Trephina Gorge

Trephina Gorge - East MacDonnell Ranges Tour
Trephina Gorge

As you trek further into the ranges on your adventurous East MacDonnell Ranges tour, you will find yourself at the ridiculously stunning Trephina Gorge, a place so beautiful that it feels it must be make-believe. Here, the rugged landscape opens up to reveal a wide, pale, sandy riverbed flanked by burnt umber, quartzite cliffs where ghost gums cling for dear life, their toes winding their way through the teeniest of cracks and crevices for support.

An optional short hike leads you up through what can only be described as a native rock garden. Once out of the ocean of invasive buffel grass below, the plant biodiversity comes alive and literally thrives. It is hard to imagine how Mother Nature manages to have such a green thumb in such a harsh and unforgiving environment.

The side view of the cliffs on the hike up will certainly draw awareness regarding keeping your distance from the edges. These ancient rocks hang impossibly in sedimentary rows on a twenty degree decline, the majority of them being held in place by nothing but unseen forces of nature and perhaps a teeny pebble. It’s best not to sneeze or cough until you’re back on flat ground! The view from the clifftop is insane as you gain perspective on the immensity of these orogenic ranges, and gaze down upon a seemingly dry riverbed that resembles the sand of Bondi Beach, and which in fact once used to belong to the enormous ocean that covered  much of this continent millions of years ago. On the stroll back up the river you’ll be treated to a glimpse of Arrernte rock art telling of the caterpillar creation time; the story of how these incredible ranges came to be.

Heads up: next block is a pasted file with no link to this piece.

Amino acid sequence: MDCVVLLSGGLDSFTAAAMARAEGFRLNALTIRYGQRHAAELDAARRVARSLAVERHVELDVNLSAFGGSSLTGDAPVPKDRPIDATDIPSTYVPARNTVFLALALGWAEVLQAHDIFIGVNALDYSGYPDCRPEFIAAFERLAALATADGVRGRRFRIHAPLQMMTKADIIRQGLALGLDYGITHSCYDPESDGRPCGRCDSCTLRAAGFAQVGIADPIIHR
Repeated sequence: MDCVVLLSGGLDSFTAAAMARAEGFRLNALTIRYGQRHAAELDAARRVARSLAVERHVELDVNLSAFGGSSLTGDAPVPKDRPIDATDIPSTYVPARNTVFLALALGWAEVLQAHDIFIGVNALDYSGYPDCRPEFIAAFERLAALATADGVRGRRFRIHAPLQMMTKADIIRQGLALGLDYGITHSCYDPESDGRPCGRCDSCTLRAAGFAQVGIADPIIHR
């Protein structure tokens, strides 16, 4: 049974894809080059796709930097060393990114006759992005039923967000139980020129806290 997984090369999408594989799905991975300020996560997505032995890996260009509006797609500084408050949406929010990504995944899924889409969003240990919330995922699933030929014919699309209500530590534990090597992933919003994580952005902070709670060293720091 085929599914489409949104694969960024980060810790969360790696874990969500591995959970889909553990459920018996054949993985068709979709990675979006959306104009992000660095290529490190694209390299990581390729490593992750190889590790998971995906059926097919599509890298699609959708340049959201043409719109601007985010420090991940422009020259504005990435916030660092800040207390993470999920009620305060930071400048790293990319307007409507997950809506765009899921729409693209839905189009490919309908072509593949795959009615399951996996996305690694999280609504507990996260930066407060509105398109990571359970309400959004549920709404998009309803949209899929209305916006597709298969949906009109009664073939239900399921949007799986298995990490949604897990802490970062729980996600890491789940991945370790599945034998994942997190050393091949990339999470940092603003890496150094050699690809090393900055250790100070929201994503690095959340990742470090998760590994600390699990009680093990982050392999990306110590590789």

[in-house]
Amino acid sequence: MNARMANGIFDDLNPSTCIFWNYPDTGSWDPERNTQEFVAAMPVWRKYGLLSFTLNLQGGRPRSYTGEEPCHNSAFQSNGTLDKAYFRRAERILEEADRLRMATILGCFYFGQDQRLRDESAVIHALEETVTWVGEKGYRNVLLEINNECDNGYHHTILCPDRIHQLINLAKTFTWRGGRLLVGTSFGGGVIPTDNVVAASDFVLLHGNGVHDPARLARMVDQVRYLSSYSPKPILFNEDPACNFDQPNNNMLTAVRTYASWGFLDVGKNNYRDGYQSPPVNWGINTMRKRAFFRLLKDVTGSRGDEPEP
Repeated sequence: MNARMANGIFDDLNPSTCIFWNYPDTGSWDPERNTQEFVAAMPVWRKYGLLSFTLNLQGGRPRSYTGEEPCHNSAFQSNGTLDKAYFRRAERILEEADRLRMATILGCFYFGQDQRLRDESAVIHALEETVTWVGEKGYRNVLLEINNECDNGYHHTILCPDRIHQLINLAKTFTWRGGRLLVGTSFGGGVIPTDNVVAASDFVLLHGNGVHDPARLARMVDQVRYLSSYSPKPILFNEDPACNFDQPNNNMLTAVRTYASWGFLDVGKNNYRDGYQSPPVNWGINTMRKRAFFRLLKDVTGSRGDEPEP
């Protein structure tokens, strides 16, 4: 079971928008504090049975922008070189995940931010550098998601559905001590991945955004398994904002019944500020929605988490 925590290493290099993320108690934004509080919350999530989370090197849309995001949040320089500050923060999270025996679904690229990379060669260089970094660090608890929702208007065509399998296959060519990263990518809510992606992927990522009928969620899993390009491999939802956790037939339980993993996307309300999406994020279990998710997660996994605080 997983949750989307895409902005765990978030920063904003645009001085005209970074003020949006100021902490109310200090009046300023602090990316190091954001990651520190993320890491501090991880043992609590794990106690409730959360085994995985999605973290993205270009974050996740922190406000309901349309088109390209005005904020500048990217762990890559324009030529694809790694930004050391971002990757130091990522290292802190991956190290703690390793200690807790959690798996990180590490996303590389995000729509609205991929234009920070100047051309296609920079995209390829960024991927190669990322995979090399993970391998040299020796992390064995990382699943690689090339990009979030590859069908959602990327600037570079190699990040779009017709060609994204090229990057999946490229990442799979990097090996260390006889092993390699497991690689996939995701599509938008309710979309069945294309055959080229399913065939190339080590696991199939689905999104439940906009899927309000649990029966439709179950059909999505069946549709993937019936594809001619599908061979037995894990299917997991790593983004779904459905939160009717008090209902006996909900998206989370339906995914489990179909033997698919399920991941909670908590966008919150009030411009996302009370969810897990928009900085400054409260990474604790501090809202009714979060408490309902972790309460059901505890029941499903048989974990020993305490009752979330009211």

On the road back out lies one of the last remaining giant ghost gums; a sole survivor after the horrendous tree massacre that provided the timber for the original Ghan railway track sleepers. These trees stand tall and majestically eerie in the open landscape. Their smooth bark powdered in pure white makes them gleam like skeletal sentinels. This particular tree is an artwork within itself. The intermingling of its smooth, white branches overlapping its’ dark, dead limbs with a backdrop of rich blue sky is breathtaking, and needless to say, completely and utterly huggable.

Ross River Resort

Ross River Resort - East MacDonnell Ranges Tour
Ross River Resort

Last stop down the road (the road literally just stops dead here, as if the work team ran out of bitumen, threw the towel in and called the job a wrap!) is particularly attractive for those with a penchant for early European history. Ross River Resort is a must see on our East MacDonnell Ranges tour. While the term ‘resort’ may not accurately describe this destination, this quirky old homestead offers more history than you can poke a stick at, friendly outback service, and cold beer! Lunch options are simple but delicious, the managers are lovely, and the atmosphere is unique and charming. A great place for some final pics and maybe one more beer before your relaxing, scenic escort back to Alice Springs.

In conclusion

The East MacDonnell Ranges are a geological playground where nature decided to show off its artistic flair. From dramatic gorges and sacred sites to quirky wildlife and upside down rivers, this region offers a little bit of everything for the intrepid explorer. Just remember your hat, walking shoes, water bottle, and of course, your sense of humor.